Figure 3a shows the GO-coated integrated waveguides made from high-index doped silica glass , with a cross section of 2 µm × 1.5 µm. The integrated waveguide is surrounded by silica except that the upper cladding is removed to enable coating the waveguide with GO films. The GO films, with a thickness of about 2 nm per layer, were introduced on the top of the integrated waveguide in order to introduce light-material interaction with the evanescent field leaking from the integrated waveguide. The Kerr coefficient of GO is on the order of 10-15~10-14 m2/W [16, 19], which is slightly lower than that of graphene (~10–13 m2/W) [19, 32, 33], but still orders of magnitude higher than that of high-index doped silica glass (~10–19 m2/W) and silica (~10–20 m2/W) .The waveguides were fabricated via CMOS compatible processes [34, 35]. First, high-index doped silica glass films (n = ~1.60 at 1550 nm) were deposited using standard plasma enhanced chemical vapour deposition (PECVD), then patterned using deep UV photo-lithography and etched via reactive ion etching (RIE) to form waveguides with exceptionally low surface roughness. After that, silica glass (n = ~1.44 at 1550 nm) was deposited via PECVD and the upper cladding of the integrated waveguides was removed by chemical mechanical polishing (CMP). Finally, the GO film was coated on the top surface of the chip by a solution-based method that yields layer-by-layer deposition of GO films, as reported previously. An image of the integrated waveguide incorporating two layers of GO is shown in Figure 3b, which illustrates that the morphology is good, leading to a high transmittance of the GO film on top of the integrated waveguide. The integration of GO onto the waveguide is confirmed by Raman spectroscopic measurements (Figure 3c) that show the representative D (1345 cm-1) and G (1590 cm-1) peaks of GO .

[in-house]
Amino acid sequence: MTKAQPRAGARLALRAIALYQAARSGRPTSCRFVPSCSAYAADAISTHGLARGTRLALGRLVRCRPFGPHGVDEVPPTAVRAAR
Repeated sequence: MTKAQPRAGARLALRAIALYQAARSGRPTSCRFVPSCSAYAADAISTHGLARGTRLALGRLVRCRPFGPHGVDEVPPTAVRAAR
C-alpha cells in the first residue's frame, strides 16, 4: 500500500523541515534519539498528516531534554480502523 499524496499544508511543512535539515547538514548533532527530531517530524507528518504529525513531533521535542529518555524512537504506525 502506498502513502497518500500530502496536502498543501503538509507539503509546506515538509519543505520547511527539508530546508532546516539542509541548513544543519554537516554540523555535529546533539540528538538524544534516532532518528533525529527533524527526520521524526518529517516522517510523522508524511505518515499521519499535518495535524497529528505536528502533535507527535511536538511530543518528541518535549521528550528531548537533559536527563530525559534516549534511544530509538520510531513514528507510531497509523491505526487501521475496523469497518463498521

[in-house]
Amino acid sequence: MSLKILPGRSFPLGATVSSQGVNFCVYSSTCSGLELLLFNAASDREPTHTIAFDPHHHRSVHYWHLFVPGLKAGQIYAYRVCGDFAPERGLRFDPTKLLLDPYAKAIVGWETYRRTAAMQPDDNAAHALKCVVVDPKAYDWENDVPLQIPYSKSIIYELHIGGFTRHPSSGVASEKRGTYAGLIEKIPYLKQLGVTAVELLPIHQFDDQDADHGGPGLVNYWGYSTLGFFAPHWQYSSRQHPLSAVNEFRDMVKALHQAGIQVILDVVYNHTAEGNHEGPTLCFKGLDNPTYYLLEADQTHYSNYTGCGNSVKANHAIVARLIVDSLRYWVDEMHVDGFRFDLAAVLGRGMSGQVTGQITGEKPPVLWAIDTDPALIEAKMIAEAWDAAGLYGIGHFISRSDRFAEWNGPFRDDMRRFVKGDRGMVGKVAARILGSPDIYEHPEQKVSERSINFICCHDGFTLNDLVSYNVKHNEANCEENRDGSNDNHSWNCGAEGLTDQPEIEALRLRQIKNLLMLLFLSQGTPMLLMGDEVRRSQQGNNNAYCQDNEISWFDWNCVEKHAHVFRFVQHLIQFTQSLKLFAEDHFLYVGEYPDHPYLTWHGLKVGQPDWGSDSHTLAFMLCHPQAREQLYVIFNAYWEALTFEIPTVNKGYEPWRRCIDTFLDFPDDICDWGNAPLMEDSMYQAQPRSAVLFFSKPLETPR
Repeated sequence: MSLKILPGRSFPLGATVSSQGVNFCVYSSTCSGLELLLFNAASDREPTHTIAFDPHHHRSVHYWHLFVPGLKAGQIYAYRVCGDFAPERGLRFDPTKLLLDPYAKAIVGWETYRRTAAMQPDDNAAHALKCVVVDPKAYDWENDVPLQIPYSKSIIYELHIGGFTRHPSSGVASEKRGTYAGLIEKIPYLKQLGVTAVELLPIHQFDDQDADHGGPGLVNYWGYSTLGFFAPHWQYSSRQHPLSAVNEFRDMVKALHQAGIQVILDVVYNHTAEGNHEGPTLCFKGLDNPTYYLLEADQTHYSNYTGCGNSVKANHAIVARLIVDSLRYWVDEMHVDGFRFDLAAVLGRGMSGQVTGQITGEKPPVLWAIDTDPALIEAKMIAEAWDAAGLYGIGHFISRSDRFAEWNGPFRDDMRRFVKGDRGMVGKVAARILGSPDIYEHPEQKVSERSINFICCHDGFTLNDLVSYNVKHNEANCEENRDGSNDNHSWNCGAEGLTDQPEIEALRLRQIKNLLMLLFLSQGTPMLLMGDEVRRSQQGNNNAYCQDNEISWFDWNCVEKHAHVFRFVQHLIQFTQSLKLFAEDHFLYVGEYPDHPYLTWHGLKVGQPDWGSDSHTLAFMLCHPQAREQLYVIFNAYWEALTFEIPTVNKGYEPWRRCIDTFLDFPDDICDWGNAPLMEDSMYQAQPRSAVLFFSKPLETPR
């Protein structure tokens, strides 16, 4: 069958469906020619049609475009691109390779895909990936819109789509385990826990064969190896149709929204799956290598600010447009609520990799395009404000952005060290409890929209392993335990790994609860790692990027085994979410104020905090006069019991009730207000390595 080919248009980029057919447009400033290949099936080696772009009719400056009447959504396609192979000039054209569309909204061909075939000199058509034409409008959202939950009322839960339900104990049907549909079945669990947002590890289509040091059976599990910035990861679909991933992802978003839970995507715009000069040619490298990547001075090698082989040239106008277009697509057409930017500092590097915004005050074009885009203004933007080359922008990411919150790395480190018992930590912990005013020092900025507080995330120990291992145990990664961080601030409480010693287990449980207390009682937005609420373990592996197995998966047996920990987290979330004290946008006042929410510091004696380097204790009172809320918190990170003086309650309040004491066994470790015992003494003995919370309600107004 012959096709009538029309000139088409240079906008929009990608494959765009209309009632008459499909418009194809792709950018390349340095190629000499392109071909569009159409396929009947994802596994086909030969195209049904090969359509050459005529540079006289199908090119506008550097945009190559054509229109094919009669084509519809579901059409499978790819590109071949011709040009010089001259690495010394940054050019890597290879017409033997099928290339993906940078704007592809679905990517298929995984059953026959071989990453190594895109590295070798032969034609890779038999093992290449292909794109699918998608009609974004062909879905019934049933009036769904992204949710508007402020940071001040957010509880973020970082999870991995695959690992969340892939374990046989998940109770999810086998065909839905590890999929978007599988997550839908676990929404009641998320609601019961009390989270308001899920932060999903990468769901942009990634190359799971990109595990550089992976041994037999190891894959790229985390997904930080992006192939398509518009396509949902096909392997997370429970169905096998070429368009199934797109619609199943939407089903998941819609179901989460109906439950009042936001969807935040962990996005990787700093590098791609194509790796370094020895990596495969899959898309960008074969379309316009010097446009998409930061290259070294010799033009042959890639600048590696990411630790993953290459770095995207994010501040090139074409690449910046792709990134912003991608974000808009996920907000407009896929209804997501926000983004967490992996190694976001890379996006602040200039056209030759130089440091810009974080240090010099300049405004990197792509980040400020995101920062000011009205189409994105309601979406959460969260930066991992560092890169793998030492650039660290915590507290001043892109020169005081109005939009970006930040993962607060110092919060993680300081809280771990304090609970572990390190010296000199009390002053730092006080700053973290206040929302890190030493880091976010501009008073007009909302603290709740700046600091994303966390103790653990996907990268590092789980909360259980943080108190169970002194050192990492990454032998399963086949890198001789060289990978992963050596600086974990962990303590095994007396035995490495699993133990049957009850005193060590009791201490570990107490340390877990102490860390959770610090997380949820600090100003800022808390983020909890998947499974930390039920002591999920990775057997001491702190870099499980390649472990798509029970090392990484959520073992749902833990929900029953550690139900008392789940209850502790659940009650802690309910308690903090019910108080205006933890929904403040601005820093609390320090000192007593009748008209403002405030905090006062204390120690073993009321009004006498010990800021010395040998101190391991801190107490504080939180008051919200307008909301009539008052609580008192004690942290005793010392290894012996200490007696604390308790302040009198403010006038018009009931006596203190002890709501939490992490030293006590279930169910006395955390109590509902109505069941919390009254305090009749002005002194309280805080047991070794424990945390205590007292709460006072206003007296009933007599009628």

The FWM spectra of a 1.5-cm-long integrated waveguide without GO and with 2 layers of GO are shown in Figure 3d. For comparison, we kept the same pump power of ~30 dBm before the input of the waveguide, which corresponded to ~22 dBm pump power coupled into the waveguide. It can be seen that although the hybrid integrated waveguide had additional propagation loss (~2.6 dB), it clearly shows enhanced idler output powers as compared with the same waveguide without GO. The CE (defined as the ratio of the output power of the idler to the output power of the signal, i.e., Pout, idler/Pout, signal) of the integrated waveguide with and without GO were ~-47.1 dB and ~-56.6 dB, respectively, corresponding to a CE enhancement of ~9.5 dB for the hybrid integrated waveguide. After excluding the addtional propagation loss, the net CE enhancement (defined as the improvement of the output power of the idler for the same pump power coupled to the waveguide) is 6.9 dB. For the integrated waveguide coated with 1 to 5 layers of GO, zoom-in spectra of the generated idlers for the same pump power coupled to the waveguide (~22 dBm) are shown in Figure 3e. For the integrated waveguide coated with 1 and 2 layers of GO, there were positive net CE enhancements. When the number of GO layers was over 2, the net change in CE was negative. This is mainly due to the super-linear increase in propagation loss for increased numbers of GO layers as noted above. The output powers of the idler for various pump powers coupled to the waveguide without GO and with 2 layers of GO are shown in Figure 3f.